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May, 2008

Australia’s Cigarette Trade Expanding

by John Parker

As Australian cigarette exports increased sharply in 2007 with dramatic gains in shipments to New Zealand, more changes are on the way.

The new arrangements and restrictions in New Zealand concerning smoking and tobacco cultivation sometimes leave the impression that smoking is on the way out. There has been a downward trend for cigarette sales as higher taxes pushed up retail prices. About two decades ago Australia produced about 33 bn cigarettes annually. Much higher taxes and anti-smoking campaigns pushed consumption downward. For the 2005–07 average cigarette consumption was in the range of 19 bn annually. Per capita cigarette consumption among about 15 mn Australians 18-years of age and older in 2008 may be about half the level estimated for sales two decades ago.

Taxes On Cigarettes Show Upward Trend: Estimates for the share of cigarette prices going to taxes are in the range of 80%. Retail prices for major brands of cigarettes sold in Australia are about double the cost of about $32 per carton of ten packs (or $3.20 per pack of 20) for sales at convenience stores in Virginia or North Carolina, where state excises taxes are among the lowest. Some farmers and business people think that taxes on cigarettes in Australia are too high. They have indicated that the large tax revenues collected by the Federal and local governments are very high.

More smokers have shifted to roll-your-own mixtures. This has contributed to gains increased sales of the Drum brand of smoking tobacco. Australian manufacturers have been able to provide an array of quality tobacco products in face of competition from imports. US exports of cigarettes to Australia decreased from $5.1 mn in 2003 to a token $3,000 in 2007.

Imports Provide Smokers With Wide Array Of Brands: Australia is a growing market for cigarettes imported from some European suppliers, especially Germany. The value for imports of cigarettes into Australia in 2006 was above the $31.5 mn reported for 2005 imports, when 1.255 bn pieces were delivered at 50 cents per pack of 20. Cigarette imports come from the EU, Japan, China, Singapore, Indonesia, and several other countries. Brands containing predominately flue-cured tobacco are most important. This is reflected in the way about 80% of the US leaf tobacco exported to Australia is flue-cured.

Australia’s output of cigarettes remained stronger than might have been expected in 2007 because of a dramatic increase for exports to New Zealand. Duty-free trade among the two countries enhances Australian exports of manufactured goods. Australia has a population of 20.8 mn, compared with 4 mn in New Zealand. This gives Australia and advantage for economy of scale in output of some items. Both countries are large exporters of agricultural commodities to Europe, the Middle East, Asia, and North America.

Cigarette Exports Up In 2007: Cigarette exports from Australia increased steadily during 2005–07. Much of the increase from $23.2 mn in 2004 to over $50 mn in 2007, stemmed from dramatic gains for exports to New Zealand. Shipments of Australian cigarettes to New Zealand reached $31 mn in 2007, compared with $19 mn in 2006. Some cigarettes are exported from Australia to a number of markets in the South Pacific where no cigarette factories exist. Philip Morris and BAT have operated cigarette factories in Australia for decades. The downward drift for domestic sales has been partly offset by greater exports. The share of output exported rose to over 7% recently. Cigarette exports increased from 742 mn pieces in 2004 to 1.1 bn in 2005 and about 1.8 bn in 2006.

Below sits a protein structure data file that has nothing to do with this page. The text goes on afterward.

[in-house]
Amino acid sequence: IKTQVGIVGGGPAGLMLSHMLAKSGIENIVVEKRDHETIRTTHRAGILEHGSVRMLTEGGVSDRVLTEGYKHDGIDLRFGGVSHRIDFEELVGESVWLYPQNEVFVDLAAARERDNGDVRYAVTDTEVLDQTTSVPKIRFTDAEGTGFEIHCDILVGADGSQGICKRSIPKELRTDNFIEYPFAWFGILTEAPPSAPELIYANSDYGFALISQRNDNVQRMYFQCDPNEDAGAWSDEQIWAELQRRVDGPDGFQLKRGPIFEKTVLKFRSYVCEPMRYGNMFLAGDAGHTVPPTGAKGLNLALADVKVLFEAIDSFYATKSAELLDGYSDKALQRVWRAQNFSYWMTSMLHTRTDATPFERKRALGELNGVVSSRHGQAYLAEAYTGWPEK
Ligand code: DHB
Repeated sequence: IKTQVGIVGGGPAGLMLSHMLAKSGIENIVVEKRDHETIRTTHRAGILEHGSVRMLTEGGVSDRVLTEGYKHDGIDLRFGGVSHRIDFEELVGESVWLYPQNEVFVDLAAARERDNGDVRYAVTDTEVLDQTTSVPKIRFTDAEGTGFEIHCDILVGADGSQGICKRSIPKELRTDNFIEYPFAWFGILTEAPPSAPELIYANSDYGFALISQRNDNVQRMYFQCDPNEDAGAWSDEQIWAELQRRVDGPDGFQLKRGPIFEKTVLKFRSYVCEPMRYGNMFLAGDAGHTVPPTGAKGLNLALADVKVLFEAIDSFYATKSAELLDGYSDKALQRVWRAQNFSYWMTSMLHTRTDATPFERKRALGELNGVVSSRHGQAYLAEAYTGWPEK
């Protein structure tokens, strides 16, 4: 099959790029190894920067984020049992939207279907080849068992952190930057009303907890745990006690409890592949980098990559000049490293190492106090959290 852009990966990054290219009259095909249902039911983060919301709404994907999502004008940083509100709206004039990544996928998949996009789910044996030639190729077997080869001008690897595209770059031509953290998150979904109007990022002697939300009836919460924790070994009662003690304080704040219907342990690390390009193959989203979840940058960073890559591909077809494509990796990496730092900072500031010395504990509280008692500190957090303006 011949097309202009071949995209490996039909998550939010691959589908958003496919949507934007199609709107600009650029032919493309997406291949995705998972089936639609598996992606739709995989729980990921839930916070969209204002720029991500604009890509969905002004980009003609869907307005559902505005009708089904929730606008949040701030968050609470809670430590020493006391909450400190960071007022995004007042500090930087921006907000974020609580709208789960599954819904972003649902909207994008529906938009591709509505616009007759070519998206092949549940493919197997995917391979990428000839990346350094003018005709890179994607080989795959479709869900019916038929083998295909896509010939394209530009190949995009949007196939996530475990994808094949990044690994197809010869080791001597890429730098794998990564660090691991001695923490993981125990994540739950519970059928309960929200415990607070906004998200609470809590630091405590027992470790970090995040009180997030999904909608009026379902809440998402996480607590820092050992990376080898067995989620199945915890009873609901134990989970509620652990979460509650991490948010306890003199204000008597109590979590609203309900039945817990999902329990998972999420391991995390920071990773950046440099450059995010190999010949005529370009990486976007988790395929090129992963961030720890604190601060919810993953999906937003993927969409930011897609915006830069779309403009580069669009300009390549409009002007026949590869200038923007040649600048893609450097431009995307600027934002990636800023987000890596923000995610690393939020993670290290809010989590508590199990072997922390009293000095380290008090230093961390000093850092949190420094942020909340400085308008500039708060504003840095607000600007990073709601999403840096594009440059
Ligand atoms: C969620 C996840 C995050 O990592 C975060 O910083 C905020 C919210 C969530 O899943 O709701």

Downward Trend For Leaf Tobacco Production Contributes To Greater Leaf Tobacco Imports: Australia’s tobacco production showed a downward trend from about 15,000 tons annually during 1960–64, and 12,000 tons annually during 1989–91 to about 4,000 tons annually during 2003–07. Farmers in Queensland arranged to stop growing tobacco for delivery to Philip Morris after receiving buyout payments. For the buyout of tobacco farmers in Victoria Province, BAT, and Philip Morris will both participate.

Reduced domestic supplies contributed to an increase for imports of leaf tobacco. China, India, United States, and Indonesia were important suppliers of Australian leaf tobacco imports during 2004–07. Imports of tobacco and products into Australia increased from $120.8 mn in 2004 to $140 mn in 2005, as the value for cigarette imports rose from $31.5 mn to $41.8 mn. Competition among EU suppliers of cigarettes for Australia has been strong in recent years. UK cigarette shipments to Australia advanced at a slower pace during 2004–07 than German deliveries.

Greek exports of leaf tobacco to Australia fluctuated widely during 2002–05, and increased sharply from $206,000 in 2004 2005 to $2.577mn in 2006 for the delivery of 471 tons. A sharp decline for delivery of flue-cured tobacco from Zimbabwe in the recent decade was offset by greater imports of flue-cured tobacco from Brazil, China, India, and Indonesia.

Buyout For Myrtleford Tobacco Cooperative Growers Has Some Unusual Stipulations: In 2008, arrangements are underway to blink out commercial tobacco production altogether in the area where most of the crop is harvested. A buyout of the tobacco farmers in the Myrtleford area of Victoria Province will mean that the 4,000 tons of tobacco from that area will stop after 2009. Myrtleford is located about midway between Melbourne and Canberra. The excellent climate in this area indicates that many of the farmers who once grew tobacco may like to find some other profitable activity so they could remain at home in the Myrlteford area. The buyout payment of about $36 mn to farmers of Tobacco Cooperative of Victoria will help them to have a modest financial situation for a while. The average price of about $6.30 per kg (or $2.86 per pound) enabled some farmers in the Myrtleford area to have gross receipts in the range of $5,000 per acre from tobacco.